• About $500 to $4,000 for the average local move. Relocating interstate could cost you up to several thousand on removalists alone, depending on distance and how many personnel you'll need.

So, what's the lesson?

Realising that a home's cost only begins at the listing price while understanding the true figures involved is the primary takeaway here.

Remember that maths comes before emotion, ensuring you're prioritising affordability over dreams.

Whilst allowing self-discipline to prevail and grasping the consequences of spending above your means, the main lesson is to ensure you're acquainted with the realistic costs of entering the property market.

Go and see what's around and enjoy the search!

Other Articles

  • 10 October 2019 - Adrian Atelj
    4 things first home buyers need to know
  • 9 October 2019 - Adrian Atelj
    4 tips for planning success when selling
  • 18 December 2019 - Vic Lorusso
    4 Tips to Consider When Selecting a Builder
  • 19 April 2022 - Danielle Redford
    Key questions to ask before buying a home
  • 15 December 2019 - Adrian Atelj
    8 Must Haves When Choosing A Rental Property
  • 19 April 2022 - Danielle Redford
    How to make a winning rental application
  • 16 October 2019 - Adrian Atelj
    8 tips for negotiating with selling agents
  • 7 October 2019 - Adrian Atelj
    A guide to buying at auction
  • 5 October 2019 - Vic Lorusso
    Adding a pool: will it add value?
  • 4 October 2019 - Adrian Atelj
    Are property managers worth the cost?
  • 24 November 2019 - Adrian Atelj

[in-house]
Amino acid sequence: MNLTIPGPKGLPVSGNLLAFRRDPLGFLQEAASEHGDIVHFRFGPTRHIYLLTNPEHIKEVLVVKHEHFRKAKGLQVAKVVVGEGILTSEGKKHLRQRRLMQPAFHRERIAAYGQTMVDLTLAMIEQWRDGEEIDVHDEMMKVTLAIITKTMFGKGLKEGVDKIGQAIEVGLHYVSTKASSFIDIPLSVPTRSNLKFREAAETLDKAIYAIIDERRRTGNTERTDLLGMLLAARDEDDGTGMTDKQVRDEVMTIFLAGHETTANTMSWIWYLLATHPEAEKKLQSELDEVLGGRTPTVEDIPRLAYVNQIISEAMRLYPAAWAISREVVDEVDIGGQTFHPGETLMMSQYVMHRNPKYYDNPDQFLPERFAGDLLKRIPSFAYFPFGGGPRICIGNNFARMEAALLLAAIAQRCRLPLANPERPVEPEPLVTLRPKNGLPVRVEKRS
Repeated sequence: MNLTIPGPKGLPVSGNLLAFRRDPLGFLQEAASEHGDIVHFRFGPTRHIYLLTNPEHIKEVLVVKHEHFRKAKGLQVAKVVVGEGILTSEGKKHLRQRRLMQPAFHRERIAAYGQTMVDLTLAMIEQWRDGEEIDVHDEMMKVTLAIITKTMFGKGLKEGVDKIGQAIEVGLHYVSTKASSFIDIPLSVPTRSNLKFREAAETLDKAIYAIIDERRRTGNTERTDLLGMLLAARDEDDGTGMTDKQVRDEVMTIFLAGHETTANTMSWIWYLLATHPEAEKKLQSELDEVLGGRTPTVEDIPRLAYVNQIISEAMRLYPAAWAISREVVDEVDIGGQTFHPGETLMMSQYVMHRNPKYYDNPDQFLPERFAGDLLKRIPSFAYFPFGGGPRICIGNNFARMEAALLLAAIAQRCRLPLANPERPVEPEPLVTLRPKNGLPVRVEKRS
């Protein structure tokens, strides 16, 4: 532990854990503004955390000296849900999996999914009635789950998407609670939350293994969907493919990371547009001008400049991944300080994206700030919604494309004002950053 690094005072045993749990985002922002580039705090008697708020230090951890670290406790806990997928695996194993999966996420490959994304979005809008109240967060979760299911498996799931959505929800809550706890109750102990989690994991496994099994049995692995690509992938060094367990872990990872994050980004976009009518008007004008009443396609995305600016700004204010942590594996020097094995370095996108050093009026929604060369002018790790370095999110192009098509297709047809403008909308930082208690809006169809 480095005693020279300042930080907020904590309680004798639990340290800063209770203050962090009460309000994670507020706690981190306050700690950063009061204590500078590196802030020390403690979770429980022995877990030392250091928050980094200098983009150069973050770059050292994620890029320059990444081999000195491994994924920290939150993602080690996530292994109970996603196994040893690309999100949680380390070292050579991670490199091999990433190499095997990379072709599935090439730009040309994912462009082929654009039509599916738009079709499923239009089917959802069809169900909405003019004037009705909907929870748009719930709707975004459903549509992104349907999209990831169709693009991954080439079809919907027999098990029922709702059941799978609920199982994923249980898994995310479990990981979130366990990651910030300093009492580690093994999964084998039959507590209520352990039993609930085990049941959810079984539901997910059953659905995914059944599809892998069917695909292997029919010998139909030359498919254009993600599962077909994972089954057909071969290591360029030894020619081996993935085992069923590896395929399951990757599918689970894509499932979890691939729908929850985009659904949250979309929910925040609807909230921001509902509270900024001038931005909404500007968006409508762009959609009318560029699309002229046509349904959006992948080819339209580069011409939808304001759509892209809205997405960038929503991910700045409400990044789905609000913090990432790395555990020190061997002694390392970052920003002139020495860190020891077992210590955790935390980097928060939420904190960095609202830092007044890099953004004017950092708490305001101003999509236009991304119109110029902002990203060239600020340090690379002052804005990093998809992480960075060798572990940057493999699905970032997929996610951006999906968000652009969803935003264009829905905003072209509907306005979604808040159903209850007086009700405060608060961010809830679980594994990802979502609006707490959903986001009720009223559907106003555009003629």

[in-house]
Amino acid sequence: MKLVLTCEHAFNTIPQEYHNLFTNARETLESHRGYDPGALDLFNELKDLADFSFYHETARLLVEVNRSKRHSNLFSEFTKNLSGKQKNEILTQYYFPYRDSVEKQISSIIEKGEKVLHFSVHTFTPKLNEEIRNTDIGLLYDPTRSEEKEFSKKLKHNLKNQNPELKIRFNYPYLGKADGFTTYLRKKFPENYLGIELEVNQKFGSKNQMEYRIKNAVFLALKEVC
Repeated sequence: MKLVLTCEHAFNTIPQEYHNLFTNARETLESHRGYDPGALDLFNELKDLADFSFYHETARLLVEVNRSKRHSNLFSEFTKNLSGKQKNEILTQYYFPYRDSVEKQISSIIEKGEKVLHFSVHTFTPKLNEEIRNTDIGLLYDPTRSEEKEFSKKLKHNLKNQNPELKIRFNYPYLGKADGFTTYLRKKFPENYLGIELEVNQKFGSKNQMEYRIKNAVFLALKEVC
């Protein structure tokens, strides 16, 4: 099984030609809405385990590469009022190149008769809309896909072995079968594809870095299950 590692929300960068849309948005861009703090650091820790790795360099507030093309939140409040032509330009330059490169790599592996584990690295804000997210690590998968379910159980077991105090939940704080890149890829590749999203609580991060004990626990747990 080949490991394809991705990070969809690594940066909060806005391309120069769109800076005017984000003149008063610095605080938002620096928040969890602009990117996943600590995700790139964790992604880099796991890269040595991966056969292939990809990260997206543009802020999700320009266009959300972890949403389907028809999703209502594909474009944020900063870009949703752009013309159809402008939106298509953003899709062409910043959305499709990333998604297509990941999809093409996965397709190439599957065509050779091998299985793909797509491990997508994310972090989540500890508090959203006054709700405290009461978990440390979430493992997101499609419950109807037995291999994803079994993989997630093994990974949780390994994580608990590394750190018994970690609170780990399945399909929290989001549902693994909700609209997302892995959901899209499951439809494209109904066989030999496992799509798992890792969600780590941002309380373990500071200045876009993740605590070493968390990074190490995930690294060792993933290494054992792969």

Beginner’s Guide to Starting a Veggie Garden
  • 25 March 2022 - Danielle Redford
    Breaking a Lease with your Landlord Early
  • 18 April 2022 - Emma McLaren
    Understanding your home’s useable equity
  • 9 May 2022 - Danielle Redford
    How to flip property in Australia
  • 15 October 2019 - Adrian Atelj
    Gaining the mindset of a successful investor
  • 5 April 2022 - Danielle Redford
    Homeownership in 2022: Costs of Buying a House
  • 9 October 2019 - Vic Lorusso
    Hot interior styling trends for 2020
  • 12 March 2022 - Danielle Redford
    Your guide to different house types
  • 12 March 2022 - Danielle Redford
    Conveyancing: a cheat-sheet guide
  • 19 April 2022 - Emma McLaren
    How long does it take to build a new home?
  • 12 March 2022 - Danielle Redford
    How much deposit do you need to buy a home?
  • 9 May 2022 - Emma McLaren
    How much does a new kitchen cost?
  • 12 March 2022 - Danielle Redford
    What's the average cost to build a home in 2022?
  • 9 May 2022 - Danielle Redford
    The value of building an extra bedroom
  • 5 April 2022 - Danielle Redford
    How to make the most of negative gearing
  • 19 April 2022 - Emma McLaren
    How to buy property through private sale
  • 2 October 2019 - Adrian Atelj
    How to choose an investment property
  • 9 May 2022 - Danielle Redford
    How to determine the value of a home
  • 6 October 2019 - Adrian Atelj
    How to get your property ready for sale
  • 2 October 2019 - Adrian Atelj
    How to increase your return on investment
  • 5 April 2022 - Emma McLaren
    Stress-free interstate migration